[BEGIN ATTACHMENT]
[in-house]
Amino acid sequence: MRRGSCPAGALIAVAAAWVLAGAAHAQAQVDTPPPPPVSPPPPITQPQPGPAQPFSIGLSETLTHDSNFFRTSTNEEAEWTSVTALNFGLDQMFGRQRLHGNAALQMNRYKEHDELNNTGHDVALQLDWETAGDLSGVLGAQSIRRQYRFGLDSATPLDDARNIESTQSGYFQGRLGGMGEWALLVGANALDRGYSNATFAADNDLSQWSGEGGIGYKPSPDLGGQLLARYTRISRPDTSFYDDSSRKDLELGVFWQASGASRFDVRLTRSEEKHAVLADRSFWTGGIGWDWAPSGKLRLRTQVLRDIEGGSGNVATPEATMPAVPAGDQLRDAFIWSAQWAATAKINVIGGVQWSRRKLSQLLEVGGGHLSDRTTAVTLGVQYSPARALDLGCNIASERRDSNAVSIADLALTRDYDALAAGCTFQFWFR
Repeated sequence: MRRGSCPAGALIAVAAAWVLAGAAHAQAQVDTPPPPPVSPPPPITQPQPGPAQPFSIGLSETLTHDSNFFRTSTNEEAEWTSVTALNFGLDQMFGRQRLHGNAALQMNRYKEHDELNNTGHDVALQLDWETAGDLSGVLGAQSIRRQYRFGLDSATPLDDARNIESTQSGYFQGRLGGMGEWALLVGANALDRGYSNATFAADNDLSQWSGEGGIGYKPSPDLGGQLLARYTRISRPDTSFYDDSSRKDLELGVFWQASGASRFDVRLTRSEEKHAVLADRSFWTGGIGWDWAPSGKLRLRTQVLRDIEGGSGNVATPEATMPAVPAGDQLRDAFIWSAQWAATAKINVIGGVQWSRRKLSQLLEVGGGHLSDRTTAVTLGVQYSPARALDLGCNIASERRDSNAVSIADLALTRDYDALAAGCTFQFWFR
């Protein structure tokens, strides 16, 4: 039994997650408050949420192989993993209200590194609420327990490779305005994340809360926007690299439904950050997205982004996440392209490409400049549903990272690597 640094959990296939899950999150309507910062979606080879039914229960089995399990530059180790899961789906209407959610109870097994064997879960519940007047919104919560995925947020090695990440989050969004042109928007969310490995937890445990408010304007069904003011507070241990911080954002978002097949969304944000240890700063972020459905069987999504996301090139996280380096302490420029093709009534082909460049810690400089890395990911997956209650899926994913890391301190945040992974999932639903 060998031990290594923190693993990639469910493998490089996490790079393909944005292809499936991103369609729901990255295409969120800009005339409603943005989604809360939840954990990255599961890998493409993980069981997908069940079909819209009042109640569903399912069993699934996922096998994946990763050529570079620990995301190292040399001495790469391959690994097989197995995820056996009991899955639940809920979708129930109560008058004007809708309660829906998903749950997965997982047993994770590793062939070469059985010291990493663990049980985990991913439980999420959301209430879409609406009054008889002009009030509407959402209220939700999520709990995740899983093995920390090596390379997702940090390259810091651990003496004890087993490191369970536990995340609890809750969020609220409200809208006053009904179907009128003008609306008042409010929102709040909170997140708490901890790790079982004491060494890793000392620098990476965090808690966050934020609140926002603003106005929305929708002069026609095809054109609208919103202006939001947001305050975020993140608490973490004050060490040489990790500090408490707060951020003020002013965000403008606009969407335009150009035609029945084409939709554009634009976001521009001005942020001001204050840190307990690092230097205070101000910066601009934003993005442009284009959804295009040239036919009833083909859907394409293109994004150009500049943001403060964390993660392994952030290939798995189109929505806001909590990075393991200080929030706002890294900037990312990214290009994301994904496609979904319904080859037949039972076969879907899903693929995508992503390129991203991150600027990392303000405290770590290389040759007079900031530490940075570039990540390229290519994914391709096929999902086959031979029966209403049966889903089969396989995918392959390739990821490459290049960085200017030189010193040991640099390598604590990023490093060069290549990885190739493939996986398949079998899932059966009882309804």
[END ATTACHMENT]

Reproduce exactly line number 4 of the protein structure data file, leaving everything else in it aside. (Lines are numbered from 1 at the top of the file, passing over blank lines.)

């Protein structure tokens, strides 16, 4: 039994997650408050949420192989993993209200590194609420327990490779305005994340809360926007690299439904950050997205982004996440392209490409400049549903990272690597 640094959990296939899950999150309507910062979606080879039914229960089995399990530059180790899961789906209407959610109870097994064997879960519940007047919104919560995925947020090695990440989050969004042109928007969310490995937890445990408010304007069904003011507070241990911080954002978002097949969304944000240890700063972020459905069987999504996301090139996280380096302490420029093709009534082909460049810690400089890395990911997956209650899926994913890391301190945040992974999932639903 060998031990290594923190693993990639469910493998490089996490790079393909944005292809499936991103369609729901990255295409969120800009005339409603943005989604809360939840954990990255599961890998493409993980069981997908069940079909819209009042109640569903399912069993699934996922096998994946990763050529570079620990995301190292040399001495790469391959690994097989197995995820056996009991899955639940809920979708129930109560008058004007809708309660829906998903749950997965997982047993994770590793062939070469059985010291990493663990049980985990991913439980999420959301209430879409609406009054008889002009009030509407959402209220939700999520709990995740899983093995920390090596390379997702940090390259810091651990003496004890087993490191369970536990995340609890809750969020609220409200809208006053009904179907009128003008609306008042409010929102709040909170997140708490901890790790079982004491060494890793000392620098990476965090808690966050934020609140926002603003106005929305929708002069026609095809054109609208919103202006939001947001305050975020993140608490973490004050060490040489990790500090408490707060951020003020002013965000403008606009969407335009150009035609029945084409939709554009634009976001521009001005942020001001204050840190307990690092230097205070101000910066601009934003993005442009284009959804295009040239036919009833083909859907394409293109994004150009500049943001403060964390993660392994952030290939798995189109929505806001909590990075393991200080929030706002890294900037990312990214290009994301994904496609979904319904080859037949039972076969879907899903693929995508992503390129991203991150600027990392303000405290770590290389040759007079900031530490940075570039990540390229290519994914391709096929999902086959031979029966209403049966889903089969396989995918392959390739990821490459290049960085200017030189010193040991640099390598604590990023490093060069290549990885190739493939996986398949079998899932059966009882309804």